Steamboat Springs Middle School students, from left, Brittney Brown, Zoe Kirchner and Eric Kerbs wait for their turns at the middle school store Wednesday. Students can trade Know the Code cards for candy, toys and pizza. The cards are handed out as a reward for good behavior.

Photo by John F. Russell

Steamboat Springs Middle School students, from left, Brittney Brown, Zoe Kirchner and Eric Kerbs wait for their turns at the middle school store Wednesday. Students can trade Know the Code cards for candy, toys and pizza. The cards are handed out as a reward for good behavior.

Steamboat middle school students respond favorably to program

Advertisement

photo

Steamboat Springs Middle School student Mikayla Totman gets a slice of pizza after class Wednesday afternoon. Students at the middle school can use cash or Know the Code cards, which are given out for good behavior, to make purchases at the school store. Parent volunteers run the store.

photo

Volunteer Terin Peterson waits on Libby Lukens at the student store at the Steamboat Springs Middle School Wednesday afternoon. The store, which is run by adult volunteers, draws a big crowd Wednesday afternoon when students can purchase pizza with cash or Know the Code cards that are given to the students for good behavior.

— Parker Temple had no idea a simple gesture would be rewarded.

The seventh-grader at Steamboat Springs Middle School just gave art teacher Susanmarie Oddo some music because he thought it would be nice.

“She doesn’t have the best music,” Parker said.

What happened next surprised him. Oddo gave him two Know the Code cards, which students earn for complying with the school’s code of safety, self-control, respect and responsibility. Students use the cards to buy snacks, candy and toys at the school store.

Wednesday was pizza day, and Parker walked away with a slice of pepperoni — as did many of his classmates.

Assistant Principal Jerry Buelter said Know the Code is part of the school’s Positive Behavior Interaction and Supports program. He said the program is intended to acknowledge good behavior.

“Most of the kids don’t need the reward, but it’s nice to acknowledge” good behavior, Buelter said. “If you only acknowledge the bad, that’s what you’re going to get. … The kids who struggle the most with good behavior react the most to rewards. It’s an incentive for them.”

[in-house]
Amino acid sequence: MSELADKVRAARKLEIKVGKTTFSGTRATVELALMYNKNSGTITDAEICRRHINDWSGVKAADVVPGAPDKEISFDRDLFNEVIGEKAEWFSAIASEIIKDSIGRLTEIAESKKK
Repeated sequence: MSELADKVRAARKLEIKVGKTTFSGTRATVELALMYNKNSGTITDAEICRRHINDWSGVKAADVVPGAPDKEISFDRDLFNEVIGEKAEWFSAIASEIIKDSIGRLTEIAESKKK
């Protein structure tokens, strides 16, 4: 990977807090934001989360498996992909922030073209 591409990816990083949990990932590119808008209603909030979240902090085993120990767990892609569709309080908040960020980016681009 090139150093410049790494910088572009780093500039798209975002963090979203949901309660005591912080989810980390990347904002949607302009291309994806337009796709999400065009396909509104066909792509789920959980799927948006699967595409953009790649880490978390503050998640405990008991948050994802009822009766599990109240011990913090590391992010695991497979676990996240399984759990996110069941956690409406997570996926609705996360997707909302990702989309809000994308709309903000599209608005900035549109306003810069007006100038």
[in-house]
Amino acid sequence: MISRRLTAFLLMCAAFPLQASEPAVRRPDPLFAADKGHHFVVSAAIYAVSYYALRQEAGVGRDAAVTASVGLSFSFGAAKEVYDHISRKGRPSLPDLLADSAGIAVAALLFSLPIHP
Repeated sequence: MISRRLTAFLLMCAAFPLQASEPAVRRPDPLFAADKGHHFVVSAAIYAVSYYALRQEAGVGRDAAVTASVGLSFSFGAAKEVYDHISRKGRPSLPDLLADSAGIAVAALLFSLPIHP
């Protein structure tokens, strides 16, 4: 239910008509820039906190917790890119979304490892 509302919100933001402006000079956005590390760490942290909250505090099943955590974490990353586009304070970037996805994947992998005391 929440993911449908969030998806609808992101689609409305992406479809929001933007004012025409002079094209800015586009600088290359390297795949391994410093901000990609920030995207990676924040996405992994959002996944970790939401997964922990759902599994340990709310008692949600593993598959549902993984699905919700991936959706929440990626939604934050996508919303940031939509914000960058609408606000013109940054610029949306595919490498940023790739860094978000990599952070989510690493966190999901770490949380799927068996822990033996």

He said faculty members teach the code at the beginning of each academic year and review it after winter break. He said the positive behavior program also addressed signage around the school, changing negatives to positives. And Buelter said it requires that teachers address students positively.

Buelter added that students aren’t rewarded every time. After the first couple of times, he said, they’re more likely to repeat good behavior.

“I think it’s really good because you work and then at the end of the week if you do good, you get a reward,” sixth-grader Trevor Pyle said. “I think it makes you work harder.”

Eighth-grader Kasey Kirkendall said she bought pizza with Know the Code cards for picking up trash and giving a pencil to a friend in class. Sixth-grader Kellyn Stanhope said she helped clean the art room. Eighth-grader Sam Rossman said he passed out papers for eighth-grade math and science teacher Mindy Mulliken, who injured her knee.

Buelter said the store has operated for several years but only recently has the behavior program been linked with it. He credited the program facilitator, eighth-grade language arts and social studies teacher Amy Bohmer.

The store’s items range in price from a single card to 10 cards, depending on what students want to buy, said parent Beth Wendler, who runs the store. For example, she said a whoopee cushion costs one card, and a Nerf football costs 10.

Wendler, who has three children at the middle school, said it’s her goal to educate parents about the program and get the community more involved than it already is. She said Ciao Gelato provides the pizza at cost and an anonymous donor provided the store’s yearly budget of $2,400.

“The thing I love about doing this, all the kids have the opportunity to participate and benefit,” Wendler said. “It’s not something that just benefits one particular group or kind of kid. They all have the chance to display positive behavior to be a part of it.”

Parker Temple is among the many students who benefit from the program.

“I think it’s just amazing,” he said. “It’s an amazing program, and they should keep it going for a long time.”

— To reach Jack Weinstein, call 970-871-4203 or e-mail jweinstein@SteamboatToday.com

Comments

Use the comment form below to begin a discussion about this content.

Requires free registration

Posting comments requires a free account and verification.